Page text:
“One of the things that we’ve done in some of our markets – Indianapolis [Star] started this and a number of other sites have done it as well – is an ‘openings and closings’ newsletter,” Nash said. “And that’s like businesses and restaurants, that sort of thing. And the thing that makes this really good is that they don’t have it on any particular schedule. And so if a new restaurant is opening, you’ll get a newsletter telling you about it. If there’s nothing to report, you’re not going to get a newsletter. So I think one of the mistakes we’ve made, in setting these things up, being like ‘Well, every Monday we’re going to have this business newsletter,’ and then people don’t find a lot of really interesting news in it and they stop paying attention to it. And some of these ‘openings and closings’ newsletters tend to get really high open rates because you know when you’re getting this in your mailbox there’s fresh news coming at you.”
Make it easy for people to join and share.
Chicago Public Square does a particularly good job of providing links for people to share, subscribe, and contribute to the newsletter. (The Square is on a “patron model,” and about 12% of email subscribers pay up, offering an average of $6.46 a month. “That has made Chicago Public Square what I like to refer to as a part-time minimum-wage job,” said Meyerson.)
If you want to grow your newsletter’s audience, you have to ask people to join.
“Very simple things like asking the reader to share if they like it up front is good,” said The Edge Group’s Roy. “Indicating that if someone received the email from someone else, giving a clear sign-up call to action is very helpful. … A lot of times people are concerned with growth but their actual sign-up-page experience is so heavy, so many steps, or so many data fields to fill out, that severely limits the growth.”
Pay attention to metrics.
“One of the best things about newsletters is that you can test everything,” said the Dallas Morning News’ Stockdale, whose newsroom does both surveys and A/B testing on newsletters.
Meyerson, running a newsletter that is essentially a tip sheet for other outlets’ content, pays close attention to click-through rates as indicators of what people are interested in, and what hooks them.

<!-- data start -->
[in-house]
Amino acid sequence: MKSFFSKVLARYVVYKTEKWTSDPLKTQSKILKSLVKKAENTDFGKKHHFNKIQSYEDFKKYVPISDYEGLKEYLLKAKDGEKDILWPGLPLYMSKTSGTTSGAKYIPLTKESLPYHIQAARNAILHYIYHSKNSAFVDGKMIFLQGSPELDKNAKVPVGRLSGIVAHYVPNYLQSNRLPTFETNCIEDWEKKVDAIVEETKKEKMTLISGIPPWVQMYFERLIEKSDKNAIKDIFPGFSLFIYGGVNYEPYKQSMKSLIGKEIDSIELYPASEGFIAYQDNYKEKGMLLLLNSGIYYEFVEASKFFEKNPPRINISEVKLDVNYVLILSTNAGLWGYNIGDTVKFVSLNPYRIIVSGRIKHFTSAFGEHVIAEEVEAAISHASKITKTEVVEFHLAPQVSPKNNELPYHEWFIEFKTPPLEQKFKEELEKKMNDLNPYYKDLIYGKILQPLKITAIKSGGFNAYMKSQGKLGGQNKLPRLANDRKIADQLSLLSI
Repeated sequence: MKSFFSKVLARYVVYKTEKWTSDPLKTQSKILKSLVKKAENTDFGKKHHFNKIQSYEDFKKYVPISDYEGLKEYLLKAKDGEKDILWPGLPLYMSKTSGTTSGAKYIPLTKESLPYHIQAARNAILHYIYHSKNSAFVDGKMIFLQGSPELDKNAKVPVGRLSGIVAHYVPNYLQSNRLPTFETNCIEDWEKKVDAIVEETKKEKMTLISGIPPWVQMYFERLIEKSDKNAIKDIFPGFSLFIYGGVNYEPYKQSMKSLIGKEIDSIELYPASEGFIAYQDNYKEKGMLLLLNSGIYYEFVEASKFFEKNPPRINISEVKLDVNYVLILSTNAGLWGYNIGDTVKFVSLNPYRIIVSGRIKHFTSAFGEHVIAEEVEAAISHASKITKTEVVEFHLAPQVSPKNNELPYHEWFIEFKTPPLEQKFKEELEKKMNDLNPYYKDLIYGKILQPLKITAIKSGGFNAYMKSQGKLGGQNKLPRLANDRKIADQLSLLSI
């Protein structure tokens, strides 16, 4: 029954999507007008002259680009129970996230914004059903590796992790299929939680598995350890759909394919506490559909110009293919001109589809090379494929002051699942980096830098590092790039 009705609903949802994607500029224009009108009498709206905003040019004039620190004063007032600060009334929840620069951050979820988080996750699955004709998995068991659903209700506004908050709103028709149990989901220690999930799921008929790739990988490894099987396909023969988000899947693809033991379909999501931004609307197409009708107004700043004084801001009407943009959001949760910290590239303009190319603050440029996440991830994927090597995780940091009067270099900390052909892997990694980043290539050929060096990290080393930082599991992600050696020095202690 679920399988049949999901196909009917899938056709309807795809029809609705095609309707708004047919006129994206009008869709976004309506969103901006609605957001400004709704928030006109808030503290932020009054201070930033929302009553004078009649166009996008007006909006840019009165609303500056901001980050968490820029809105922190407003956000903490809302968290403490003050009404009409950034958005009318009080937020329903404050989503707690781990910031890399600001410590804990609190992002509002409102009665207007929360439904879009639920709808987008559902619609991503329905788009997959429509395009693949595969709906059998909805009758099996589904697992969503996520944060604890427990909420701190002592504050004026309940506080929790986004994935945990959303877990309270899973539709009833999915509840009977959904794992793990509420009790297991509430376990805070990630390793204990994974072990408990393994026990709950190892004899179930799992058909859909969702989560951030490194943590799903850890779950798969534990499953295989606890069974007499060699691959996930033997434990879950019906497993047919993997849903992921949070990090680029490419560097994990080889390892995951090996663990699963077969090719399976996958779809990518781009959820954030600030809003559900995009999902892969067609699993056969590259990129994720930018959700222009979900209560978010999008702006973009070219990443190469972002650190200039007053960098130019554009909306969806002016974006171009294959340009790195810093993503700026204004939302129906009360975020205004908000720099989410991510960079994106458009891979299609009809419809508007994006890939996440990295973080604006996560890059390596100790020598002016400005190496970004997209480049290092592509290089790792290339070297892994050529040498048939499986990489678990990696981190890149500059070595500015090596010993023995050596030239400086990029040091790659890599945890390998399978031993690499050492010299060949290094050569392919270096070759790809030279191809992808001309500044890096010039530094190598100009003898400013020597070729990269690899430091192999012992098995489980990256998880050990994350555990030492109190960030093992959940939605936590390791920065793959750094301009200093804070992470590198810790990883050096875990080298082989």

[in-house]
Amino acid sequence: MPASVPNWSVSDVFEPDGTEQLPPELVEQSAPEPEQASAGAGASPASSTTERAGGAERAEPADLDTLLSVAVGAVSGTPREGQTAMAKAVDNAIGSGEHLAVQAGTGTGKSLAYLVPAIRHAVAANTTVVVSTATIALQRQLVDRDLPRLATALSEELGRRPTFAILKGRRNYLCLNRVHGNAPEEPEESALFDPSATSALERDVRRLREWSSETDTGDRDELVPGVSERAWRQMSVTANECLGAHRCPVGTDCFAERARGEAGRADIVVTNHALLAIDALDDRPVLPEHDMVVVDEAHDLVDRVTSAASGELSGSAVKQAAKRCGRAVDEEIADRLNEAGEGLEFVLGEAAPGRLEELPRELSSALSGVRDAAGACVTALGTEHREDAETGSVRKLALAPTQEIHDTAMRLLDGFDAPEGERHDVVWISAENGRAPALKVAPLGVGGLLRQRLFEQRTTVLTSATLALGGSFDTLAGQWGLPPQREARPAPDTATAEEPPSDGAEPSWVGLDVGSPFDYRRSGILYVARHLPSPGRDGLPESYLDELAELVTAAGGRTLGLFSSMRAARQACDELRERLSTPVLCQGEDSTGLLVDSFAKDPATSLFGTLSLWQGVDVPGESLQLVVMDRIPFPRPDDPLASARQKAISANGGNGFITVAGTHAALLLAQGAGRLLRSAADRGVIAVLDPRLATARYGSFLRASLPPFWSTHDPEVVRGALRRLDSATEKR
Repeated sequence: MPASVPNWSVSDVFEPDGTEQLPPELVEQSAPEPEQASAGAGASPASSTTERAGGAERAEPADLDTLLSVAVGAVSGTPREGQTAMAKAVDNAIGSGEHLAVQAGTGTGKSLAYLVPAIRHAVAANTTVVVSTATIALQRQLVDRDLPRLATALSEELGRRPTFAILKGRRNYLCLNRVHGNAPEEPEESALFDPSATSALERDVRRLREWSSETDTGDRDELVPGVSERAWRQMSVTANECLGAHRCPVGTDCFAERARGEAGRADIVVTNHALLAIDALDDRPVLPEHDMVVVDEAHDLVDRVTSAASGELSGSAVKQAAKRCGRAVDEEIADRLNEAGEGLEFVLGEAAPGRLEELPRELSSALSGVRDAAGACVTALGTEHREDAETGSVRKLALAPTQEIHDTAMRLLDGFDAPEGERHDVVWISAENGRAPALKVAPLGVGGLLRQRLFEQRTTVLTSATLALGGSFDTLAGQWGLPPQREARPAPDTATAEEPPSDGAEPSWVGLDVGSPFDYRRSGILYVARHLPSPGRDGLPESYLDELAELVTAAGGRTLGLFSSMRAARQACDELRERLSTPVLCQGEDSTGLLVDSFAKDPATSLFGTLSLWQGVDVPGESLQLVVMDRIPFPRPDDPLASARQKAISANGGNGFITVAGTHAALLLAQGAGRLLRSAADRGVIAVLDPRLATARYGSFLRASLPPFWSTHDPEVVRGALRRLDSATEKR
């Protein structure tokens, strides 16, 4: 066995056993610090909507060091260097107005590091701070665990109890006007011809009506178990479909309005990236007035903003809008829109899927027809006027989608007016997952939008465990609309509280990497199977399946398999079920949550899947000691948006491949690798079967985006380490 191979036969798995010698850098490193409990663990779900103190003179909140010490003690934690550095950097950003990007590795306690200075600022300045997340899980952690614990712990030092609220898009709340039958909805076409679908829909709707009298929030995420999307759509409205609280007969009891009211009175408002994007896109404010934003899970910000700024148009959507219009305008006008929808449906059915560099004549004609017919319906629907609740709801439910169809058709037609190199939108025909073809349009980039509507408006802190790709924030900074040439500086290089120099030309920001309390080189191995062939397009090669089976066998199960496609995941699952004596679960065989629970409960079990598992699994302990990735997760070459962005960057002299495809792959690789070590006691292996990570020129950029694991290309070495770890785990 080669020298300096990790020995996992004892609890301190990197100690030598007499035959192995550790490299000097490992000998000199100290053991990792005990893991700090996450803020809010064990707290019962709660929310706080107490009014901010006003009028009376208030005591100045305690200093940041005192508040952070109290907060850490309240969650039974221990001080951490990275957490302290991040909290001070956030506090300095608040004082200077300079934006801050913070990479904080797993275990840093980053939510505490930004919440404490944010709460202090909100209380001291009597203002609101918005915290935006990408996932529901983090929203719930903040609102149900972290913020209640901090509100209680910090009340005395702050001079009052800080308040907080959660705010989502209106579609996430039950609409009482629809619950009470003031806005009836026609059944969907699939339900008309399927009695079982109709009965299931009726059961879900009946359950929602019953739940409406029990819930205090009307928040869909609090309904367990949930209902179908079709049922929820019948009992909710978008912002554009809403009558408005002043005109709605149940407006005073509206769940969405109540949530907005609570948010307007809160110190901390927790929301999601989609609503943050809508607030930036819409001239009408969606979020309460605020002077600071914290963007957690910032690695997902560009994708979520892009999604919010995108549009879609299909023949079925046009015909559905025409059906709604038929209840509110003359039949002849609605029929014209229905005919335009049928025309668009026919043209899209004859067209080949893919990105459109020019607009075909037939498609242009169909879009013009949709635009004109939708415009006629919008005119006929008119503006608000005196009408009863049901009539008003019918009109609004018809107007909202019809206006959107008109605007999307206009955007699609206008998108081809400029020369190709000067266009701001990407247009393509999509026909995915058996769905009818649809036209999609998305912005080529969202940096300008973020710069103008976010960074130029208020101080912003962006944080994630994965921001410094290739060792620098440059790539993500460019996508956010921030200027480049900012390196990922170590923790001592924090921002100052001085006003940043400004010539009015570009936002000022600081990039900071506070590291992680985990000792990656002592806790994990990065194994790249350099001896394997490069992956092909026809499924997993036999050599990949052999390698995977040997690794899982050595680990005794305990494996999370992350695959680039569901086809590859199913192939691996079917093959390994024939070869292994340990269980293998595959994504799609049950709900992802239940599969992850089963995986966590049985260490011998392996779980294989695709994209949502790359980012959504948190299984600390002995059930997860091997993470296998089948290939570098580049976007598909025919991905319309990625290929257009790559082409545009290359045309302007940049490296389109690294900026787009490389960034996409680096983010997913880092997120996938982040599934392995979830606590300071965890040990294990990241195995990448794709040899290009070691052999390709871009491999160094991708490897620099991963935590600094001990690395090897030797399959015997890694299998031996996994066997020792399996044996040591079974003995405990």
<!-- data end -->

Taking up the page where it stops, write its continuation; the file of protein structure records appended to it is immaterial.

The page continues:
“Certain words and phrases will attract an audience’s attention, and those are tools you can use when you want to take them down a path that is not effortlessly compelling,” he said. “Certain words and turns of phrase and presentations and headline styles can work to connect people with great journalism and not just with trivia.”
Make the most of your hyperlinks.
Meyerson said effective hyperlinks make clear and valid promises.
“Those words should correspond pretty closely to the thing you’re going to get when you click on it,” Meyerson said. “ … I often see the word ‘says’ by itself be hyperlinked to an article. Well, that doesn’t help the audience. Am I going to a quote? Am I going to a page?”
Chicago Public Square’s links are often near the end of the sentence.
“There’s a bit of visual punchline effect to have the hyperlink be at the end of the sentence,” he said. “… Sometimes I will have two hyperlinks in a sentence, and they often refer to variations of coverage of that same story. My experience is, almost always the second link is the one that gets clicked.”
Be sparing with photos.
“Don’t clutter up your email with photos for photos’ sake,” said Meyerson.
For too many newsletters, photos are things to break up type rather than visual information to enhance the news.
“People open email in particular and I think visit websites in general to read,” Meyerson said. “… A generic picture does nothing. The standard picture that we’ve all seen of police tape across a crime scene – that does nothing.”
Stockdale also takes a measured approach to photos.
“If it’s all text, it’s hard to get engaged and to stay focused on it,” she said. “But if it’s all photos it can feel jumbled and it’s going to be too data-heavy. My favorites are ones that have a main image that signals to people where their eye should go to first, and then you might have some that are just links and then another main image as you scroll. But you give some variety to the eye and it helps lead you through the newsletter and keeps you interested.”
Create pop-up newsletters when the situation warrants.
“I think a big thing to remember is to take a more portfolio-oriented approach to newsletters,” said Roy. “Meaning if you put together a really long newsletter that could be broken up into different parts that mean different things to someone at different times of the day, it’s OK to send different newsletters or package them differently.”
Roy offered a timely example.
“The New York Times is putting up a morning briefing and an evening briefing, but now they also added on the impeachment briefing, which from my own consumption has been hugely valuable in providing this one piece of targeted information relevant to something that’s happening right now. It makes me comfortable that I don’t need to try to keep up with what’s happening with impeachment during the day,” he said. “And now I’ll get it in a nice summary at the end of the day. So rather than them trying to stuff that into the evening briefing, breaking that out into its own product is incredibly valuable.”
Roy said even smaller news outlets should be “creating more newsletter products that are shorter but more targeted rather than trying to bundle everything into one semi-frequent product.”
This article first appeared on the Local News Initiative’s site and is reproduced here with permission.
Mark Jacob is chronicling the Local News Initiative’s progress for the project’s website. He is a former metro editor at the Chicago Tribune and Sunday editor at the Chicago Sun-Times. He is the co-author of six books on history and photography.